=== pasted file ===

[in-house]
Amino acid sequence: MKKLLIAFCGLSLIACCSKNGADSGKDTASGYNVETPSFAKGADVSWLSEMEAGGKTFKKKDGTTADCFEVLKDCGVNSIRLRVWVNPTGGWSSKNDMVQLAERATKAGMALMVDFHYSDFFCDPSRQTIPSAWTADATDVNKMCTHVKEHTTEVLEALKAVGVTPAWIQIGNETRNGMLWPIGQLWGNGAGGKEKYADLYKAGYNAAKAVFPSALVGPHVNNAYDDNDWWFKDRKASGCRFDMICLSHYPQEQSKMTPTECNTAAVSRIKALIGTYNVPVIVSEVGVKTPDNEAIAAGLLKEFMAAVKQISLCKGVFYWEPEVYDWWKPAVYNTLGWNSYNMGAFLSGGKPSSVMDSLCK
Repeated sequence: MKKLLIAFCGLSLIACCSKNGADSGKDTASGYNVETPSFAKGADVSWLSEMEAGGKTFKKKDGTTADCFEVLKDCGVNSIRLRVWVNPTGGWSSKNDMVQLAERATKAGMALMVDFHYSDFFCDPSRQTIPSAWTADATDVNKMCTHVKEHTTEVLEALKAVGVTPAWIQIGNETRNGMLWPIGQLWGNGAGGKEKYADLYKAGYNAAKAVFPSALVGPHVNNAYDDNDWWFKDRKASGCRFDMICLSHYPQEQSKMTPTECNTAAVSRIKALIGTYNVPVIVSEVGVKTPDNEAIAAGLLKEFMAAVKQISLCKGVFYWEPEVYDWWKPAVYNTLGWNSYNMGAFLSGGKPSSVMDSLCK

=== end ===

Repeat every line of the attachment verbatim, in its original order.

[in-house]
Amino acid sequence: MKKLLIAFCGLSLIACCSKNGADSGKDTASGYNVETPSFAKGADVSWLSEMEAGGKTFKKKDGTTADCFEVLKDCGVNSIRLRVWVNPTGGWSSKNDMVQLAERATKAGMALMVDFHYSDFFCDPSRQTIPSAWTADATDVNKMCTHVKEHTTEVLEALKAVGVTPAWIQIGNETRNGMLWPIGQLWGNGAGGKEKYADLYKAGYNAAKAVFPSALVGPHVNNAYDDNDWWFKDRKASGCRFDMICLSHYPQEQSKMTPTECNTAAVSRIKALIGTYNVPVIVSEVGVKTPDNEAIAAGLLKEFMAAVKQISLCKGVFYWEPEVYDWWKPAVYNTLGWNSYNMGAFLSGGKPSSVMDSLCK
Repeated sequence: MKKLLIAFCGLSLIACCSKNGADSGKDTASGYNVETPSFAKGADVSWLSEMEAGGKTFKKKDGTTADCFEVLKDCGVNSIRLRVWVNPTGGWSSKNDMVQLAERATKAGMALMVDFHYSDFFCDPSRQTIPSAWTADATDVNKMCTHVKEHTTEVLEALKAVGVTPAWIQIGNETRNGMLWPIGQLWGNGAGGKEKYADLYKAGYNAAKAVFPSALVGPHVNNAYDDNDWWFKDRKASGCRFDMICLSHYPQEQSKMTPTECNTAAVSRIKALIGTYNVPVIVSEVGVKTPDNEAIAAGLLKEFMAAVKQISLCKGVFYWEPEVYDWWKPAVYNTLGWNSYNMGAFLSGGKPSSVMDSLCK